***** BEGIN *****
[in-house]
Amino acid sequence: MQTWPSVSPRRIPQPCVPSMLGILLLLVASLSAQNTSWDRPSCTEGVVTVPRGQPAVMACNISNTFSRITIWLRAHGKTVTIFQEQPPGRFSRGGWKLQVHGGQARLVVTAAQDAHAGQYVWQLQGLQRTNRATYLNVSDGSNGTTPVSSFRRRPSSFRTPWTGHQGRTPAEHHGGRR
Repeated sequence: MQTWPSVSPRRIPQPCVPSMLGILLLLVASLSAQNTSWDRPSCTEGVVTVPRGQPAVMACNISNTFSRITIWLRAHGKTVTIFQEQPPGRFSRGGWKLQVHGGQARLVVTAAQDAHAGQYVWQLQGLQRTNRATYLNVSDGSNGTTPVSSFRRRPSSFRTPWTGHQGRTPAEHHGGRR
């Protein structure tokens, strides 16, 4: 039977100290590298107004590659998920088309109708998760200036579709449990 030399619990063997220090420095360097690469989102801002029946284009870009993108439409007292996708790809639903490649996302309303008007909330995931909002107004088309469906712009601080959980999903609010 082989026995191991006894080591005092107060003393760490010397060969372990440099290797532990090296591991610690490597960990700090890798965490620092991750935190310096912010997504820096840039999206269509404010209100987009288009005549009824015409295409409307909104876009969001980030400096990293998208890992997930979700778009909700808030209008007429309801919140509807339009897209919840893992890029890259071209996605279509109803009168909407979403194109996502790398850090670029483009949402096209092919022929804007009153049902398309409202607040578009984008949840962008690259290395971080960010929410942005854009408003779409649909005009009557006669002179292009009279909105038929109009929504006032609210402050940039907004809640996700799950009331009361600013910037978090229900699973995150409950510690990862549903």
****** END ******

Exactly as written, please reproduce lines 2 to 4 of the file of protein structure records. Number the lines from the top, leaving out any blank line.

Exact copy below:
Amino acid sequence: MQTWPSVSPRRIPQPCVPSMLGILLLLVASLSAQNTSWDRPSCTEGVVTVPRGQPAVMACNISNTFSRITIWLRAHGKTVTIFQEQPPGRFSRGGWKLQVHGGQARLVVTAAQDAHAGQYVWQLQGLQRTNRATYLNVSDGSNGTTPVSSFRRRPSSFRTPWTGHQGRTPAEHHGGRR
Repeated sequence: MQTWPSVSPRRIPQPCVPSMLGILLLLVASLSAQNTSWDRPSCTEGVVTVPRGQPAVMACNISNTFSRITIWLRAHGKTVTIFQEQPPGRFSRGGWKLQVHGGQARLVVTAAQDAHAGQYVWQLQGLQRTNRATYLNVSDGSNGTTPVSSFRRRPSSFRTPWTGHQGRTPAEHHGGRR
């Protein structure tokens, strides 16, 4: 039977100290590298107004590659998920088309109708998760200036579709449990 030399619990063997220090420095360097690469989102801002029946284009870009993108439409007292996708790809639903490649996302309303008007909330995931909002107004088309469906712009601080959980999903609010 082989026995191991006894080591005092107060003393760490010397060969372990440099290797532990090296591991610690490597960990700090890798965490620092991750935190310096912010997504820096840039999206269509404010209100987009288009005549009824015409295409409307909104876009969001980030400096990293998208890992997930979700778009909700808030209008007429309801919140509807339009897209919840893992890029890259071209996605279509109803009168909407979403194109996502790398850090670029483009949402096209092919022929804007009153049902398309409202607040578009984008949840962008690259290395971080960010929410942005854009408003779409649909005009009557006669002179292009009279909105038929109009929504006032609210402050940039907004809640996700799950009331009361600013910037978090229900699973995150409950510690990862549903």